Angie remembers sharing the news of the twins with him about 1 in the afternoon one day.
He turned around, walked out and went and saddled his horse. Angie didn't see him again until he walked back in the house about midnight.
“He came in and said, ‘Are you sure?'” she recalls with a smile. “I said, ‘I'm positive.'”
It just meant he had more family to love, and Tim was definitely OK with that.
Laughing and talking
Lisa Henderson's slight grin widens when she recalls how husband Ira shook his head every time she came walking down the hall with a sugar glider peeking out of either hip pocket of her housecoat.
Ira liked to tell co-workers about the small, omnivorous, arboreal gliding possums and then watch for their reaction.
There were so many things Ira enjoyed, be it bowling, karaoke, riding his motorcycle, playing the guitar, playing golf or eating fried chicken.
And he had a passion for hunting.
“He'd been hunting pretty much every weekend prior to the accident,” Lisa said. “He was kind of mad about the deer he saw but didn't get that weekend before.”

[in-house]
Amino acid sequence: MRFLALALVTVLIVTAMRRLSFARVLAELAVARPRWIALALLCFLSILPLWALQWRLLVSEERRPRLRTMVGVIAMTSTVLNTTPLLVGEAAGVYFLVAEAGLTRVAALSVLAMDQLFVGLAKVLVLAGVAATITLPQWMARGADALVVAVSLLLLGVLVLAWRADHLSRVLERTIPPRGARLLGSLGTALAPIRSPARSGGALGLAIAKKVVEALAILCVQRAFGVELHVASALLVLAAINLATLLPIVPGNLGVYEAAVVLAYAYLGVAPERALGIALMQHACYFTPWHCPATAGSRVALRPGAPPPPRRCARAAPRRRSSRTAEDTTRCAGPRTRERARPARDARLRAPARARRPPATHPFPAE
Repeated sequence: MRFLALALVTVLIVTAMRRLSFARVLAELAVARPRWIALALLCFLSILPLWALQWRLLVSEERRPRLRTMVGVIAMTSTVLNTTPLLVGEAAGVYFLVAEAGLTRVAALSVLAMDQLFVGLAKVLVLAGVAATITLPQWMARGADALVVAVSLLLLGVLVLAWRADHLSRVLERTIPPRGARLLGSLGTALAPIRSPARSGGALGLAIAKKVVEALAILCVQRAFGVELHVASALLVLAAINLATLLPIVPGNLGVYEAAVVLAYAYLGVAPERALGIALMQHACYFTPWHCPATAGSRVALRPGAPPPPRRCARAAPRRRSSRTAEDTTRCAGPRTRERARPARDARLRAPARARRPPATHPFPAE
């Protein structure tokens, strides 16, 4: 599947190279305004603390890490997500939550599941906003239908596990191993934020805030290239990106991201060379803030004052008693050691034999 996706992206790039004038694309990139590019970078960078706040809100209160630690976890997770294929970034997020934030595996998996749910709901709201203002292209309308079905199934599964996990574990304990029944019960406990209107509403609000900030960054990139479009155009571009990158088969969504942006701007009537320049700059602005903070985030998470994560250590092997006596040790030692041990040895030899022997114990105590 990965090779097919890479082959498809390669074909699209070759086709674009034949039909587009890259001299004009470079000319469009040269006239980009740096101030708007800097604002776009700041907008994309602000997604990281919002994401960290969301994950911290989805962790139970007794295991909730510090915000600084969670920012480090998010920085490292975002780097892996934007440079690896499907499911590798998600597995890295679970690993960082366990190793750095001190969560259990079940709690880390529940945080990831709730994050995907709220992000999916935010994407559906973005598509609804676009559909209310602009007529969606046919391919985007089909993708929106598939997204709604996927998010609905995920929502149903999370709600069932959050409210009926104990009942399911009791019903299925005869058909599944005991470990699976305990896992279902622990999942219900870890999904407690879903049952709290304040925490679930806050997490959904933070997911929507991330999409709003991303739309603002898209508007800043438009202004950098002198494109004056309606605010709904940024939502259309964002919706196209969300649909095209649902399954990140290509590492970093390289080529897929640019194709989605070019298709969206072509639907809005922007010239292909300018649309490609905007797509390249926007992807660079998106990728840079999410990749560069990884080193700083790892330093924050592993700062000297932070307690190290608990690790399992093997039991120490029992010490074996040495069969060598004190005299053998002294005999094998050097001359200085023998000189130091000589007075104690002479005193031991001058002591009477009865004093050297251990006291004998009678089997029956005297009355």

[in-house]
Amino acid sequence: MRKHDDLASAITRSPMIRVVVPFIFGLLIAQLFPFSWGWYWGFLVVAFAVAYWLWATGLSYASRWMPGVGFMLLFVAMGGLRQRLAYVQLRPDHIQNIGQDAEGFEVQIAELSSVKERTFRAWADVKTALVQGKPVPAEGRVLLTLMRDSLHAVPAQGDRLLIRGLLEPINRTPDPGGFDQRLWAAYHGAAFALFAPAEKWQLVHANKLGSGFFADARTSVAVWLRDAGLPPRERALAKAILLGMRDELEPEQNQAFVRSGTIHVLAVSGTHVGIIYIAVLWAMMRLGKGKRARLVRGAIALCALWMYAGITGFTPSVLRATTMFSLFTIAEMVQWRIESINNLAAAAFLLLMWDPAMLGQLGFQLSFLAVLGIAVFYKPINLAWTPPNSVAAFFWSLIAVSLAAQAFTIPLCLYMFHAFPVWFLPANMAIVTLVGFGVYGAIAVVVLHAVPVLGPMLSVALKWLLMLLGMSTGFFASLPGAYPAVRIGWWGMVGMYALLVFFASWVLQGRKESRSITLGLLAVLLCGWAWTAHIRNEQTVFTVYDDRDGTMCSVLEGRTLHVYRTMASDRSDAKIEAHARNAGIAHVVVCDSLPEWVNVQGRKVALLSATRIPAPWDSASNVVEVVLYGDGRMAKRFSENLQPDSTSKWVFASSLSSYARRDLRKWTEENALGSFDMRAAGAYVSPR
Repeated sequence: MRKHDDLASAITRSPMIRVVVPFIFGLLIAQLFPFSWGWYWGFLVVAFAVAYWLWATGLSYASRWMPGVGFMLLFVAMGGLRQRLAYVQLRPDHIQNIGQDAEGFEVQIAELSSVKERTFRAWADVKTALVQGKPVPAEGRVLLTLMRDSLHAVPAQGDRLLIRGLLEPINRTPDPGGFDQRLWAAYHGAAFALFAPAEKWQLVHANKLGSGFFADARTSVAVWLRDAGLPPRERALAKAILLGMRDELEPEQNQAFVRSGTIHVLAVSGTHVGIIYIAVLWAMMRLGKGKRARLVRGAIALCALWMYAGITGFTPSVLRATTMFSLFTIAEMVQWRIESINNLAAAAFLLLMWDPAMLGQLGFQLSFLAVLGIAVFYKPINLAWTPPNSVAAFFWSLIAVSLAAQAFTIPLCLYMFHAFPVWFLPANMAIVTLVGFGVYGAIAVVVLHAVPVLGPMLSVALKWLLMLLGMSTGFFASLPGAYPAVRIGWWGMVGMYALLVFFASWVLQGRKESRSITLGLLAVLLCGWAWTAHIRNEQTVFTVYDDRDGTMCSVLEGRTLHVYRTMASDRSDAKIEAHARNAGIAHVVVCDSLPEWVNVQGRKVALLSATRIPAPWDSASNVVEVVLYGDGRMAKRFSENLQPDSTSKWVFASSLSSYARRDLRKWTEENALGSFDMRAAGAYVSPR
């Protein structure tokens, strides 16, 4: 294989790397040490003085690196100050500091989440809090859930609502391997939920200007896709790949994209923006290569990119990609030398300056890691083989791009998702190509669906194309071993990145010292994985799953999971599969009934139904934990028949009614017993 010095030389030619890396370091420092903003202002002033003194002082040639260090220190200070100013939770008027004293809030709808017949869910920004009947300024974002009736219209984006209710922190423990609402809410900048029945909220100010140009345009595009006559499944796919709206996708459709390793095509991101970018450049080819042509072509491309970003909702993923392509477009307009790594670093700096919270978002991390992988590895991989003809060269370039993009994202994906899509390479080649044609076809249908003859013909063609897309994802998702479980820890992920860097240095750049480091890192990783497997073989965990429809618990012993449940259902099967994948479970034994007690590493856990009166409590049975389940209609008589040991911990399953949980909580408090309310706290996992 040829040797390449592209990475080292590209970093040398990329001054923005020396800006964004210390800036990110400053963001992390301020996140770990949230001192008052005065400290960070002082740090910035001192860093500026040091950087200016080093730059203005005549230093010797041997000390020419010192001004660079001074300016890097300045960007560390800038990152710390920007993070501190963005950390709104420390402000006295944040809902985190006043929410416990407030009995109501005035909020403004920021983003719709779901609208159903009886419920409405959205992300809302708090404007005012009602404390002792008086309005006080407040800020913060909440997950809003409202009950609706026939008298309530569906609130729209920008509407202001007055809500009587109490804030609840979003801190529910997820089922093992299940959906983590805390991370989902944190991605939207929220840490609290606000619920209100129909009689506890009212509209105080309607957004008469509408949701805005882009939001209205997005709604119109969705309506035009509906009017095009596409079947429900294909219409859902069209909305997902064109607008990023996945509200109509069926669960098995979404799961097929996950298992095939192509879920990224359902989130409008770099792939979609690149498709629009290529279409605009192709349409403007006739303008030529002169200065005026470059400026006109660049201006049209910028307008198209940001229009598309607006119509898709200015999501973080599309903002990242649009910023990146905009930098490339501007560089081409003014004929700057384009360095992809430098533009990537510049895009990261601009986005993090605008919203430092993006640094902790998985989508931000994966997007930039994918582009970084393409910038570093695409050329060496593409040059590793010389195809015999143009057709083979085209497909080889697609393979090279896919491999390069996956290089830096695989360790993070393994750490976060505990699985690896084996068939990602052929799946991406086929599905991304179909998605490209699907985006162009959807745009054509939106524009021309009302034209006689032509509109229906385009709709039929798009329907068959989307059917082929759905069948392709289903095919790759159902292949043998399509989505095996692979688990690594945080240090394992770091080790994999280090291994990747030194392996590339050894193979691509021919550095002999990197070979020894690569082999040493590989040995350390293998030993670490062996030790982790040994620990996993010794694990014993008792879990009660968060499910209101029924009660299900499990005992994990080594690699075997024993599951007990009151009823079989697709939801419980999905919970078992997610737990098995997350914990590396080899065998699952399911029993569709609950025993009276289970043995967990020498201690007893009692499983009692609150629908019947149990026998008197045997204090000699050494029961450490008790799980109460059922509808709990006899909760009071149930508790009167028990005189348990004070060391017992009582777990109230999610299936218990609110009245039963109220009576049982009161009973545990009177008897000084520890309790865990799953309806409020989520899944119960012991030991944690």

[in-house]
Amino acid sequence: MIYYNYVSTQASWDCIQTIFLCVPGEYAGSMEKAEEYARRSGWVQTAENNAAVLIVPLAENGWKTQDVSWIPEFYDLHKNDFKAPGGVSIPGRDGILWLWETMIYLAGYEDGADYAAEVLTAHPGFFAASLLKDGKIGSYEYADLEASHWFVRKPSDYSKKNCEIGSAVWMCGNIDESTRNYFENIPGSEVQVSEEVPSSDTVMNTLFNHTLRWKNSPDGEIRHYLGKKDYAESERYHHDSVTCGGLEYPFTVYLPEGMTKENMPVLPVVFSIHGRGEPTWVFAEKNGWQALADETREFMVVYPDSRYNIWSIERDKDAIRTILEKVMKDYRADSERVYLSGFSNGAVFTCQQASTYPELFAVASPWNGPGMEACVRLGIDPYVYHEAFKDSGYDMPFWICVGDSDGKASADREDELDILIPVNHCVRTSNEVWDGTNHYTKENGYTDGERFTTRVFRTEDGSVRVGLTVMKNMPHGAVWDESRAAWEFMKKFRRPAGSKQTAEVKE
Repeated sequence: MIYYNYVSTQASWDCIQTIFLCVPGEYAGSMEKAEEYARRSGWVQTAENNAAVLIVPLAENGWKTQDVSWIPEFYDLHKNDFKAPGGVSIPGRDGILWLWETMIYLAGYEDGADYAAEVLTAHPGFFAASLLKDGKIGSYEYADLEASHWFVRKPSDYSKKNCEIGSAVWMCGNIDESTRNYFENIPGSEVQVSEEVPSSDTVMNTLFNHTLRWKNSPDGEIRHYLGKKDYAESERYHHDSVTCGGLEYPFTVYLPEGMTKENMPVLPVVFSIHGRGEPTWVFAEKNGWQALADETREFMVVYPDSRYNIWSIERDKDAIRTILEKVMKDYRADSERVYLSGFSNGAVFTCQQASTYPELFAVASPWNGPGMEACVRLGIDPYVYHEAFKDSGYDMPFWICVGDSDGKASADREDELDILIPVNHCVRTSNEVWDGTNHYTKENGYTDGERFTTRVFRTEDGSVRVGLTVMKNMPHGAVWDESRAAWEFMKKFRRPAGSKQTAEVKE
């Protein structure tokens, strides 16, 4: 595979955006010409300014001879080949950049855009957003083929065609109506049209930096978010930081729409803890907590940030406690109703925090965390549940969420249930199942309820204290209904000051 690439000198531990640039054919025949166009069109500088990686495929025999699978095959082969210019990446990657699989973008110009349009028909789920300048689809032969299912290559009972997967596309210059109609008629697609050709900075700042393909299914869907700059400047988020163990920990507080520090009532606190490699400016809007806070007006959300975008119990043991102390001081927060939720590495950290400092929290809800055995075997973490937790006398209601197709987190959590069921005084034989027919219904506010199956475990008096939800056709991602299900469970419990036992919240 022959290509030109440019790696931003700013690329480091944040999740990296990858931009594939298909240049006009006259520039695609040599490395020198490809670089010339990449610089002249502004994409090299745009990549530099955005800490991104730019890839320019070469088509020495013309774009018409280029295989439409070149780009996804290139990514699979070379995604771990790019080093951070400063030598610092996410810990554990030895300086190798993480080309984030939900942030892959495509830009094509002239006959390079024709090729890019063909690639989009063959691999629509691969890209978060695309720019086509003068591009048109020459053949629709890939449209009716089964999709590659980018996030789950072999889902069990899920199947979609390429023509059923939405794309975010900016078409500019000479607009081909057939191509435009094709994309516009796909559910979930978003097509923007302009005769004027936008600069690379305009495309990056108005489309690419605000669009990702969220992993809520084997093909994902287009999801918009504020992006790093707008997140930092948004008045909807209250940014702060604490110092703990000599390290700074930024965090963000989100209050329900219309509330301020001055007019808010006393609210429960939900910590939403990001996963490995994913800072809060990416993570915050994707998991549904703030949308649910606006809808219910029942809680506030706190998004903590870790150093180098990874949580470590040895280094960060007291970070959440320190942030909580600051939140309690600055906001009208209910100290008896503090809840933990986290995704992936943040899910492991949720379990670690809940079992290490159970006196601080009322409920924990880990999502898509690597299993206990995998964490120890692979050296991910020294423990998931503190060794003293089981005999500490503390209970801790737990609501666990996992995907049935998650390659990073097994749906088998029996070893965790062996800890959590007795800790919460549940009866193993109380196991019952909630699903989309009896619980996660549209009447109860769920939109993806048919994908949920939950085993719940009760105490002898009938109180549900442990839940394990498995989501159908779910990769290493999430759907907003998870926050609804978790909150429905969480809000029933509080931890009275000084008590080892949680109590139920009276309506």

Ira also loved spending time with friends and his family, including “hanging out with his nieces.”
“He loved to talk and joke,” Lisa said. “He wasn't the quiet type. He pretty much told you what was on his mind. I knew him for about 13 years and we'd been married for 10.
“I met Ira at the Homeland store downtown. I worked in the video department and he used to come in and rent videos from me. And I just thought he was it.”
Pat Razo described her son — who was born in Fort Worth, Texas, and grew up in Wichita, Kan. — as a clown who got a kick out of keeping everybody laughing.
Corbie Henderson went hunting with his brother a lot, but went fishing even more, catching channel cats or anything they could. Ira enjoyed life but worked hard, said Brian Sutton, the transportation department's Washington County maintenance supervisor.
“He learned quickly,” Sutton said. “We do a number of things. We take care of everything from the centerline out. We do a lot of concrete work, asphalt work and we were taking these raised pavement markers out, the reflectors. He was taking this one out when he got hit.
“He was a real good hand and a good guy. Couldn't believe it when it happened, still can't understand it.”
... He loved his family. And his family included his employees. He loved ODOT and loved his job out here.”
Speaking about his brother,